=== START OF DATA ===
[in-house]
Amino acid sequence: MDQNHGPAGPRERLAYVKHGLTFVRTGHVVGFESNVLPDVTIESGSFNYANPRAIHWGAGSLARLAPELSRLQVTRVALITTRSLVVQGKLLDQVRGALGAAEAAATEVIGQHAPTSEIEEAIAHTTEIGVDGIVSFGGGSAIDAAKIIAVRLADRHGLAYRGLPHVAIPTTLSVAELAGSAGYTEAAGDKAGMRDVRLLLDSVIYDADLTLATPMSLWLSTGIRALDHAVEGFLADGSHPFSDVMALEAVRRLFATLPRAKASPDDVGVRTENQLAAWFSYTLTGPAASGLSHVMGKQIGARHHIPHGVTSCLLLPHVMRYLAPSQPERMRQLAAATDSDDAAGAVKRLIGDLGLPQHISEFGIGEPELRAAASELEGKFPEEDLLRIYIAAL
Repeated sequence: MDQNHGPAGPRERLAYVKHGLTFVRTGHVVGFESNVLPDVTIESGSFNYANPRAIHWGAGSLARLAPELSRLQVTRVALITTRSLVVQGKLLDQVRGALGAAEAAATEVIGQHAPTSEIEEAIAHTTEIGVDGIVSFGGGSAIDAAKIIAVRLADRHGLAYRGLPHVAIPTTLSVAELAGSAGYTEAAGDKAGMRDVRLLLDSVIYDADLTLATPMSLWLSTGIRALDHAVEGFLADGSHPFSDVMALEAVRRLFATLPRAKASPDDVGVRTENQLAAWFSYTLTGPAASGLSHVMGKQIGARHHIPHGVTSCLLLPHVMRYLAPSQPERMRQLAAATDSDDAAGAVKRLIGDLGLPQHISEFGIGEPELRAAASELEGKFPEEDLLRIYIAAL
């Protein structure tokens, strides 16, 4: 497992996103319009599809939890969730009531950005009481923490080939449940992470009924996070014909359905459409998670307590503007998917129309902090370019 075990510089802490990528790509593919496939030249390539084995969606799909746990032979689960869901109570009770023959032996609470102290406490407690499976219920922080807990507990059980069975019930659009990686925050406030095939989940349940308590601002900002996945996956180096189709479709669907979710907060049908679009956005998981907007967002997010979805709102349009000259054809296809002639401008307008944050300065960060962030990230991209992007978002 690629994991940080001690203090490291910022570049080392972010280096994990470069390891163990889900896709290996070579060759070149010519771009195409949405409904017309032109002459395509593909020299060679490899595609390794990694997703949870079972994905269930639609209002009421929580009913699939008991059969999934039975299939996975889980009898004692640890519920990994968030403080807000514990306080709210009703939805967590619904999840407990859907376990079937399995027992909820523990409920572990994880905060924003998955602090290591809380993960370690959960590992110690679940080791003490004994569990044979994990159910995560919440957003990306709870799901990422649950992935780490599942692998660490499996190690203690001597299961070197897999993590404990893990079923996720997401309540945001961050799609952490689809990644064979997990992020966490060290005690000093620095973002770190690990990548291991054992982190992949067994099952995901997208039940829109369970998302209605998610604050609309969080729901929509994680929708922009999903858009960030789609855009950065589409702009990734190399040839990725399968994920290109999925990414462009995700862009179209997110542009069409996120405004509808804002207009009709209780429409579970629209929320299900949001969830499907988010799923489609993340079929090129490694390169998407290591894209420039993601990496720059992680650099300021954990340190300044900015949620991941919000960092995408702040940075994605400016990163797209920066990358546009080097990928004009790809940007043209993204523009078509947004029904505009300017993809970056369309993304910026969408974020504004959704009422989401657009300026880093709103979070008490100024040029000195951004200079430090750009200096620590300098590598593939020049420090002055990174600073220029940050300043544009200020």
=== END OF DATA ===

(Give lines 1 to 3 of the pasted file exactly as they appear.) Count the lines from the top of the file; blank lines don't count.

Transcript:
[in-house]
Amino acid sequence: MDQNHGPAGPRERLAYVKHGLTFVRTGHVVGFESNVLPDVTIESGSFNYANPRAIHWGAGSLARLAPELSRLQVTRVALITTRSLVVQGKLLDQVRGALGAAEAAATEVIGQHAPTSEIEEAIAHTTEIGVDGIVSFGGGSAIDAAKIIAVRLADRHGLAYRGLPHVAIPTTLSVAELAGSAGYTEAAGDKAGMRDVRLLLDSVIYDADLTLATPMSLWLSTGIRALDHAVEGFLADGSHPFSDVMALEAVRRLFATLPRAKASPDDVGVRTENQLAAWFSYTLTGPAASGLSHVMGKQIGARHHIPHGVTSCLLLPHVMRYLAPSQPERMRQLAAATDSDDAAGAVKRLIGDLGLPQHISEFGIGEPELRAAASELEGKFPEEDLLRIYIAAL
Repeated sequence: MDQNHGPAGPRERLAYVKHGLTFVRTGHVVGFESNVLPDVTIESGSFNYANPRAIHWGAGSLARLAPELSRLQVTRVALITTRSLVVQGKLLDQVRGALGAAEAAATEVIGQHAPTSEIEEAIAHTTEIGVDGIVSFGGGSAIDAAKIIAVRLADRHGLAYRGLPHVAIPTTLSVAELAGSAGYTEAAGDKAGMRDVRLLLDSVIYDADLTLATPMSLWLSTGIRALDHAVEGFLADGSHPFSDVMALEAVRRLFATLPRAKASPDDVGVRTENQLAAWFSYTLTGPAASGLSHVMGKQIGARHHIPHGVTSCLLLPHVMRYLAPSQPERMRQLAAATDSDDAAGAVKRLIGDLGLPQHISEFGIGEPELRAAASELEGKFPEEDLLRIYIAAL